5. hi there! found you through Quarter for her Thoughts/IntrigueMe and can relate to this in that a close friend of mine has severe PCOS and is having major infertility issues…so I feel for anyone that does have this, though it does answer a lot of questions about health related issues. Good luck, hope things improve with medicine!

  6. Yep. I have a friend at work that has all of the symptoms, except the overweight part (she's a runner). I lent her my books, she saw my endocrinologist and was diagnosed.

  7. like amanda, i was also educated about pcos from a friend and am convinced that i have it – i have all the symptoms. but my doctors say i do not, and cannot give me an adequate answer for my ridiculously irregular periods, extreme problems losing weight – and most of the weight is in my midsection, or the acne that i have developed as an adult. i too am in florida, and have been to numerous doctors in my area with no luck.

    so they decided to try and push it all of on 'pre-diabetes' and put me on metformin, which was a complete nightmare. so now, i just deal with the pain and the crazy periods and strange plucking that has to be done. hopefully i'll be able to find a competent doctor who can at least tell me *what* is going on.

  8. Steph it gets better go and check out the book I mentioned and PCOS Diet book is pretty good too. It took my five years after being diagnosed to lose any weight and keep it off. The key really is diet and exercise. You don't need the medication for this. All the medicine does is change some of the symptoms. Don't get me wrong there is some great medicine out there that will help you get control of this situation, but in the long run learning how to care for your body does wonders. Good luck!

    Sorry for all my comments I just hate hearing about doctors that don't understand what it is like. PCOS is almost impossible to really diagnose since not many doctors understand it and the Cystic ovary part confuses them. PCOS dose not mean you have cyst on your ovaries. They are actually considering changing the name. It is a hormonal imbalance and a symptom of this may be very small chains of pearl like cyst on your ovaries that are hard to see. The fact that the doctors didn't see cyst on my ovaries when I was a teenager is what lead me to years of living with a syndrome I didn't have.

  9. I was (finally!) diagnosed with PCOS about 10 years ago thanks to a vigilant GP and I was put on Metformin – which I took for 3 months until my bag (and prescription) got stolen. I never renewed my prescription after speaking with my acupuncturist who said that taking a drug every single day of your life did not sound like a solution to him.

    What I do know is the PCOS is hereditary, so it's highly likely that your Mother or/and sisters have it, too. Also, it's pretty common and doctors don't know whether it's weight gain that sets it off, or it's the PCOS the kicks off the weight gain. Personally, I have always been plump and to get down to a reasonable size (UK 12) takes a LOT of work – no carbohydrates and super amount of exercise. I cycle every single day and I eat in moderation and healthy and I have plateaued at a typical UK size 16.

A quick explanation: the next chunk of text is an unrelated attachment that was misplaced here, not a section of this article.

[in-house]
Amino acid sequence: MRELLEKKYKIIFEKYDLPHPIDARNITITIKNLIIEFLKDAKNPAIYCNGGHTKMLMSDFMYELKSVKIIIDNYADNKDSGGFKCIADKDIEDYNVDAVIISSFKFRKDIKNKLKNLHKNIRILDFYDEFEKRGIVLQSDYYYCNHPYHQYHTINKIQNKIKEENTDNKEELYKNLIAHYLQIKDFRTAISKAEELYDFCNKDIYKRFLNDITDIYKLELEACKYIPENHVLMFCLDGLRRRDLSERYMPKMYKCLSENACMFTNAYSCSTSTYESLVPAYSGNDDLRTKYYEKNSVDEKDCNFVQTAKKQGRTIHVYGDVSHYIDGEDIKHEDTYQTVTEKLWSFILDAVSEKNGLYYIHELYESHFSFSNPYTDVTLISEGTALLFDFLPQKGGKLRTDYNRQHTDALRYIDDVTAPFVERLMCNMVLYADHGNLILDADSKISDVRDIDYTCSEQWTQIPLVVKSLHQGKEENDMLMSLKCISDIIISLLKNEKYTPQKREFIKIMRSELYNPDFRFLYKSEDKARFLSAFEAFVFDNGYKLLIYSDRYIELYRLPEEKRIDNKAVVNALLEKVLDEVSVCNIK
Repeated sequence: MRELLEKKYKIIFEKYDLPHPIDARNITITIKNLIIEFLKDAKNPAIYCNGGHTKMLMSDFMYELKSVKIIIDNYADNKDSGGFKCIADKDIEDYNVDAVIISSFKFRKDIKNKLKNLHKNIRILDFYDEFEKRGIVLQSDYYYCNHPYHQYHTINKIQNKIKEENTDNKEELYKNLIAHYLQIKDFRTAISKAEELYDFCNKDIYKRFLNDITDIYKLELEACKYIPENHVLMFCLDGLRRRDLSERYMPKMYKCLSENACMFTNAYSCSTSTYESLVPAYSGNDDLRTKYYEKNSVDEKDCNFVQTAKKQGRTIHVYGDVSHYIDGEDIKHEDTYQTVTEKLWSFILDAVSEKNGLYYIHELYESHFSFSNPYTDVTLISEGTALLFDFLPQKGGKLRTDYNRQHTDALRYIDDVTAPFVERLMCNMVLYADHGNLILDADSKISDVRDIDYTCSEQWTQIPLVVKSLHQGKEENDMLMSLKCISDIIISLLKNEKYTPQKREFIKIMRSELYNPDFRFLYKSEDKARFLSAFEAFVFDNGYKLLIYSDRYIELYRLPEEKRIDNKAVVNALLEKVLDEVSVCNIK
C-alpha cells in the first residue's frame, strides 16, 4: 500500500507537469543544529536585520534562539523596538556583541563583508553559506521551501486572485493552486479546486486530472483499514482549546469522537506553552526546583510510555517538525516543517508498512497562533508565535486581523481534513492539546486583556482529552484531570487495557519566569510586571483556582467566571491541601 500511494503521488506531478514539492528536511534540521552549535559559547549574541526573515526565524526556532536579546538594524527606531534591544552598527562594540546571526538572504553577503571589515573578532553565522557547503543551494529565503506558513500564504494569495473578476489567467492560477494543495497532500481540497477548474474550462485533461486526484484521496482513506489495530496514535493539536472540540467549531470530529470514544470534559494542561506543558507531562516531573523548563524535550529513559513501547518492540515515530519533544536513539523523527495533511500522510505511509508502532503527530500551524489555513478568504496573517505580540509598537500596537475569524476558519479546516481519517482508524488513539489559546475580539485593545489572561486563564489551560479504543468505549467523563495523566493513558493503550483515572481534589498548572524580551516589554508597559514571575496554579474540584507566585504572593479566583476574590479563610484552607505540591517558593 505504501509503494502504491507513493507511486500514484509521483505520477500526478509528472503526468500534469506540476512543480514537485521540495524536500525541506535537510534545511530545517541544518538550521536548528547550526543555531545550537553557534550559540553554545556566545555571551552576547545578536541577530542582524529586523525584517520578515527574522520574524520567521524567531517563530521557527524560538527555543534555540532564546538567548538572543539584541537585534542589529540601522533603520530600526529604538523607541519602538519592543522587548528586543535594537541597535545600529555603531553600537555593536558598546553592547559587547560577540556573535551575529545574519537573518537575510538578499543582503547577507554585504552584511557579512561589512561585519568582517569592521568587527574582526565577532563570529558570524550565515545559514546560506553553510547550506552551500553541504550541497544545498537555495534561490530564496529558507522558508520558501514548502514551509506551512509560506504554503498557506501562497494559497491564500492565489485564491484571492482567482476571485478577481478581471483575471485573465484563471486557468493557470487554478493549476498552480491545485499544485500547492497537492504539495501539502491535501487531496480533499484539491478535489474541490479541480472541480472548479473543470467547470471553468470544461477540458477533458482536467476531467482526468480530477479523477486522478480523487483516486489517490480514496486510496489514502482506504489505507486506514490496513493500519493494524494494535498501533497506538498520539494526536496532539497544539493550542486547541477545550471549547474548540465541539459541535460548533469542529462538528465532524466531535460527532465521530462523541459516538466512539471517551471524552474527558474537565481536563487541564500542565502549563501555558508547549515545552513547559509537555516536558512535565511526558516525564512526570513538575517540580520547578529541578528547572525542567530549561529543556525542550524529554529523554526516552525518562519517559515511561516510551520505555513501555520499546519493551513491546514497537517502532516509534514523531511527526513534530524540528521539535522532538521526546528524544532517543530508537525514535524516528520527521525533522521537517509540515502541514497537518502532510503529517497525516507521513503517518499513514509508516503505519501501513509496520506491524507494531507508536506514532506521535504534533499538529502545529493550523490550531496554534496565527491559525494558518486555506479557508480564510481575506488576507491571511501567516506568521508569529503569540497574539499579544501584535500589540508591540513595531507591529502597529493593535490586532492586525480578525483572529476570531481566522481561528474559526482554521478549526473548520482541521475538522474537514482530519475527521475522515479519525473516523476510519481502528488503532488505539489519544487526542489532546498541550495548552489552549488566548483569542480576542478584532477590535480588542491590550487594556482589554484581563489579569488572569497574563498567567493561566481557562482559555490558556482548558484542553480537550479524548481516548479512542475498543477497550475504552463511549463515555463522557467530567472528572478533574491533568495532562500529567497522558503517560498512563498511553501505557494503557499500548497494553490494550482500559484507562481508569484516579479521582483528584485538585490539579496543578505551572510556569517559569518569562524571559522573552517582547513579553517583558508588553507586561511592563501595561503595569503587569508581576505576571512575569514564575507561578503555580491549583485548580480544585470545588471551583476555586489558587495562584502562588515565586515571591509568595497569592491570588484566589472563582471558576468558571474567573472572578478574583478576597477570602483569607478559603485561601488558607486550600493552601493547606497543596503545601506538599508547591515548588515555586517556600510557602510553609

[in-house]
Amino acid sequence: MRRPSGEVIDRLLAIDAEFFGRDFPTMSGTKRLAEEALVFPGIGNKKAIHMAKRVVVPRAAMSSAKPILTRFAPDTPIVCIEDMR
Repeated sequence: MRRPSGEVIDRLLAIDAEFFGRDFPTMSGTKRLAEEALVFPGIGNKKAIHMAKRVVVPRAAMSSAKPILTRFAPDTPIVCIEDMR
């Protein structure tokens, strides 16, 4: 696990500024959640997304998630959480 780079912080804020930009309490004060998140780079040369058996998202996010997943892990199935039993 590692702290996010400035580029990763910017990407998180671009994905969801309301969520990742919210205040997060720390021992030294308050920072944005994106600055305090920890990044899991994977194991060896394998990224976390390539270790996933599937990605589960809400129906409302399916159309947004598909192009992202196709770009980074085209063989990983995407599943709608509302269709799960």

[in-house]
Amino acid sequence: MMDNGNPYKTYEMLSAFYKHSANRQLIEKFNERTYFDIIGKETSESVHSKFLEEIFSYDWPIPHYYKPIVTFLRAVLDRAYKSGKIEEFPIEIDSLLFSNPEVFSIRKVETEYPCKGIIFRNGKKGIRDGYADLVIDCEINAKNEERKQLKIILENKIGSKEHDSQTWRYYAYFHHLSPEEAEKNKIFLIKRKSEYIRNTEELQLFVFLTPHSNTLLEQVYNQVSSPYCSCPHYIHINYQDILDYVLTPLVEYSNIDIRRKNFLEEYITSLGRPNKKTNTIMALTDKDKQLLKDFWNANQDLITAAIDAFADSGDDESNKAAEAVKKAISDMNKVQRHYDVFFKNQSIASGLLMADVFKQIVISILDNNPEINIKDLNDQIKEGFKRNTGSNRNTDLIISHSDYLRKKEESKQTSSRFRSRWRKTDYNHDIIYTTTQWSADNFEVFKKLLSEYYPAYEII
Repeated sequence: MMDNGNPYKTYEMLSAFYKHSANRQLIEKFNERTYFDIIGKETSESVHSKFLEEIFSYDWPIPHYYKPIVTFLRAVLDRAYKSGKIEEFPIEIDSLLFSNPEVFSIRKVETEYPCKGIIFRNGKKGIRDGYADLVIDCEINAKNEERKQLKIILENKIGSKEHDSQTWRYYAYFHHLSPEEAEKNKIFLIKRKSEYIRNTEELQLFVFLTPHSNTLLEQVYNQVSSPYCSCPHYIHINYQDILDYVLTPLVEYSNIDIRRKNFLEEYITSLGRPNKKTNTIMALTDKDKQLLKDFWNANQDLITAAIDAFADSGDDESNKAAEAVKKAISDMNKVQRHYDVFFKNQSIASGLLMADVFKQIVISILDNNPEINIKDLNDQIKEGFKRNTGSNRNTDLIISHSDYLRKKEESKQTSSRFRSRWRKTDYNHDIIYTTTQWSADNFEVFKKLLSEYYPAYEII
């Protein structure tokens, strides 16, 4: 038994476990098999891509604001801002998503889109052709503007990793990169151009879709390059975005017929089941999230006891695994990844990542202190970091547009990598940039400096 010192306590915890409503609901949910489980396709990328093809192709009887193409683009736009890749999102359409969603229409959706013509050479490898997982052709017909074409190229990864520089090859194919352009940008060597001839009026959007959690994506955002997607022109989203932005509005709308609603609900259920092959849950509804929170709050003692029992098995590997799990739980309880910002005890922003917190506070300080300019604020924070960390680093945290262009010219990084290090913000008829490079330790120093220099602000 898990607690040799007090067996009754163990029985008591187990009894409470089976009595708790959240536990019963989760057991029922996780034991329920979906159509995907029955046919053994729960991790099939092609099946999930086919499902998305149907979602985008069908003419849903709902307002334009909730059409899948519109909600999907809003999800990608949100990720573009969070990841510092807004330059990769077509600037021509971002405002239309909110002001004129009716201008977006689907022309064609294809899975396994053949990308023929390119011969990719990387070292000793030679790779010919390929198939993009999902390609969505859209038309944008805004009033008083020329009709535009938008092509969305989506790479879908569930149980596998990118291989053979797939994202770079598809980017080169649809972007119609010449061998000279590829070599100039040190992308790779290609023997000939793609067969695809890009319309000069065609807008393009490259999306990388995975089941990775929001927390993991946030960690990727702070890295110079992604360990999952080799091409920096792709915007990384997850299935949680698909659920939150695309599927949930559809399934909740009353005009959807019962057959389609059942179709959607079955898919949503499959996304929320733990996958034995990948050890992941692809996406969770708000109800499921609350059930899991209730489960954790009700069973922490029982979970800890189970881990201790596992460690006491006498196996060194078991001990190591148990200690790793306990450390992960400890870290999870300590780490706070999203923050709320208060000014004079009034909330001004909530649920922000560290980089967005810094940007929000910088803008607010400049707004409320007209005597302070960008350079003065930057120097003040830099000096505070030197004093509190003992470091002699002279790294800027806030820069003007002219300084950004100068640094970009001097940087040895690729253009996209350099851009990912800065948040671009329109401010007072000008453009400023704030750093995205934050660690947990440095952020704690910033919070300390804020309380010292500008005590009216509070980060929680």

Ah, the blessed 'apple shape', I hate you. I can't tell you what bane on my existence this unshakable weight gain has been. All the things I haven't done because of feelings of self hatred…

  10. This is an emotional topic for me.

    I was training 5 days a week as a swimmer for over 8 years but never understood why I was always the heavy one in the team too until I was 18 when one of my irregular period came…..this time full blown for 2 weeks. It was horrible. It was only then the doctor diagnosed me and told me fertility is like zip.

    Every doctor says you have to lose weight in order to overcome PCOS but no one ever mentioned weight itself is hard to shift and how it was all connected… I found THAT out another 8 years later and felt like a fool. Everything suddenly made so much sense and cried my eyes out for days after coming to terms that PCOS is what making it so damn hard to lose weight. I was so conscious about my size since childhood and often felt like an outsider because I thought I was the only one who had it.. all my friends had their period and it sucks when people just assume because I eat alot. =/

    Since then, I have made peace with myself and have been back exercising again with a different attitude. Yes, it is still tough as hell to lose the bulge because you have work out triple hard but least I know I am taking care of myself. I am loving myself more now. A lot more. =)

    Thanks for posting this topic. I didn't expect to share my PCOS story online since it's a very personal journey for me but it really hit home there. =)

    Thank you to the other ladies too who shared their stories too. If I could you girls now, I would! (((hug)))

  11. I was educated about PCOS because my good friend was mis diagnosed with it. She had maybe one of the symptoms and they gave her a strict diet and medicine which really messed with her body. It was a crazy situation.

    But we did learn a lot!

  12. I've never heard of PCOS before but my doctor is currently booking me an appointment with a gynecologist to discuss my extremely heavy periods (sounds like opposite for you? I'll have to google it) and my insane hormone fluctuations. I won't lie, I'm not looking forward to it!